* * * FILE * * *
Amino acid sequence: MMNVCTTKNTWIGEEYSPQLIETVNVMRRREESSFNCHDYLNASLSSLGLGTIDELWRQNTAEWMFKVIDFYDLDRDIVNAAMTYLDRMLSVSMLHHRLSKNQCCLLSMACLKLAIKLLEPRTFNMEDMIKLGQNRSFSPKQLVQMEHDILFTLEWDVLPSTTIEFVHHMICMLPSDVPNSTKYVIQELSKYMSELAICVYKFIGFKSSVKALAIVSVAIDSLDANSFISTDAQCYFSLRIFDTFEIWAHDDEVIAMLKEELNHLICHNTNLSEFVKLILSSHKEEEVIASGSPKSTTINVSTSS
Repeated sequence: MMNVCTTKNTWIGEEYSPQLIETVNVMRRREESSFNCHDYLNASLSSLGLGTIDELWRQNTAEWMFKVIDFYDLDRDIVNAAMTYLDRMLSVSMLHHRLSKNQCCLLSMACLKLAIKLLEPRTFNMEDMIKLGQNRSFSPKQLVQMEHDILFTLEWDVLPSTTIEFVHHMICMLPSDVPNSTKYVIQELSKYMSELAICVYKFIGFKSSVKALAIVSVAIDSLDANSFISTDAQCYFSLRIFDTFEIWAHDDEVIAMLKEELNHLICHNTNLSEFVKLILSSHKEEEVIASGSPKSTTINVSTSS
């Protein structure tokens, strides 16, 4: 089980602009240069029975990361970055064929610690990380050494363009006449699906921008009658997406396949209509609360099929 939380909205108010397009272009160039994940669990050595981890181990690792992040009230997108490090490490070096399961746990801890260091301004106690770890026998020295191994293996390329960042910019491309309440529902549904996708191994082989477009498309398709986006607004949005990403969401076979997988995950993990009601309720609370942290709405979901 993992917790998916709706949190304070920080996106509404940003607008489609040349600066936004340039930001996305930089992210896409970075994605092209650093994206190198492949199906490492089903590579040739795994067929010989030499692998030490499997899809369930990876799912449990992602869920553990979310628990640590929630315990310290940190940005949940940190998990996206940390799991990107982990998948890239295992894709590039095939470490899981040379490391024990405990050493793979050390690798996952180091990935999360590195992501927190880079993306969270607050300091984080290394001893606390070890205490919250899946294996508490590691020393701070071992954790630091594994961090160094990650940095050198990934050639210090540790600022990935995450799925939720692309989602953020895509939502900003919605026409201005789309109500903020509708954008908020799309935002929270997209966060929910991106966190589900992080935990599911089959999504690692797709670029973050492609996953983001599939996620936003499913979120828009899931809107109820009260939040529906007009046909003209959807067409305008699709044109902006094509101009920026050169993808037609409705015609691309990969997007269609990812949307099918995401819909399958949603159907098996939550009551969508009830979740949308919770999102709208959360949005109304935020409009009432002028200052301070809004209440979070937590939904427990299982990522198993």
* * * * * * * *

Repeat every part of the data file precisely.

Amino acid sequence: MMNVCTTKNTWIGEEYSPQLIETVNVMRRREESSFNCHDYLNASLSSLGLGTIDELWRQNTAEWMFKVIDFYDLDRDIVNAAMTYLDRMLSVSMLHHRLSKNQCCLLSMACLKLAIKLLEPRTFNMEDMIKLGQNRSFSPKQLVQMEHDILFTLEWDVLPSTTIEFVHHMICMLPSDVPNSTKYVIQELSKYMSELAICVYKFIGFKSSVKALAIVSVAIDSLDANSFISTDAQCYFSLRIFDTFEIWAHDDEVIAMLKEELNHLICHNTNLSEFVKLILSSHKEEEVIASGSPKSTTINVSTSS
Repeated sequence: MMNVCTTKNTWIGEEYSPQLIETVNVMRRREESSFNCHDYLNASLSSLGLGTIDELWRQNTAEWMFKVIDFYDLDRDIVNAAMTYLDRMLSVSMLHHRLSKNQCCLLSMACLKLAIKLLEPRTFNMEDMIKLGQNRSFSPKQLVQMEHDILFTLEWDVLPSTTIEFVHHMICMLPSDVPNSTKYVIQELSKYMSELAICVYKFIGFKSSVKALAIVSVAIDSLDANSFISTDAQCYFSLRIFDTFEIWAHDDEVIAMLKEELNHLICHNTNLSEFVKLILSSHKEEEVIASGSPKSTTINVSTSS
């Protein structure tokens, strides 16, 4: 089980602009240069029975990361970055064929610690990380050494363009006449699906921008009658997406396949209509609360099929 939380909205108010397009272009160039994940669990050595981890181990690792992040009230997108490090490490070096399961746990801890260091301004106690770890026998020295191994293996390329960042910019491309309440529902549904996708191994082989477009498309398709986006607004949005990403969401076979997988995950993990009601309720609370942290709405979901 993992917790998916709706949190304070920080996106509404940003607008489609040349600066936004340039930001996305930089992210896409970075994605092209650093994206190198492949199906490492089903590579040739795994067929010989030499692998030490499997899809369930990876799912449990992602869920553990979310628990640590929630315990310290940190940005949940940190998990996206940390799991990107982990998948890239295992894709590039095939470490899981040379490391024990405990050493793979050390690798996952180091990935999360590195992501927190880079993306969270607050300091984080290394001893606390070890205490919250899946294996508490590691020393701070071992954790630091594994961090160094990650940095050198990934050639210090540790600022990935995450799925939720692309989602953020895509939502900003919605026409201005789309109500903020509708954008908020799309935002929270997209966060929910991106966190589900992080935990599911089959999504690692797709670029973050492609996953983001599939996620936003499913979120828009899931809107109820009260939040529906007009046909003209959807067409305008699709044109902006094509101009920026050169993808037609409705015609691309990969997007269609990812949307099918995401819909399958949603159907098996939550009551969508009830979740949308919770999102709208959360949005109304935020409009009432002028200052301070809004209440979070937590939904427990299982990522198993």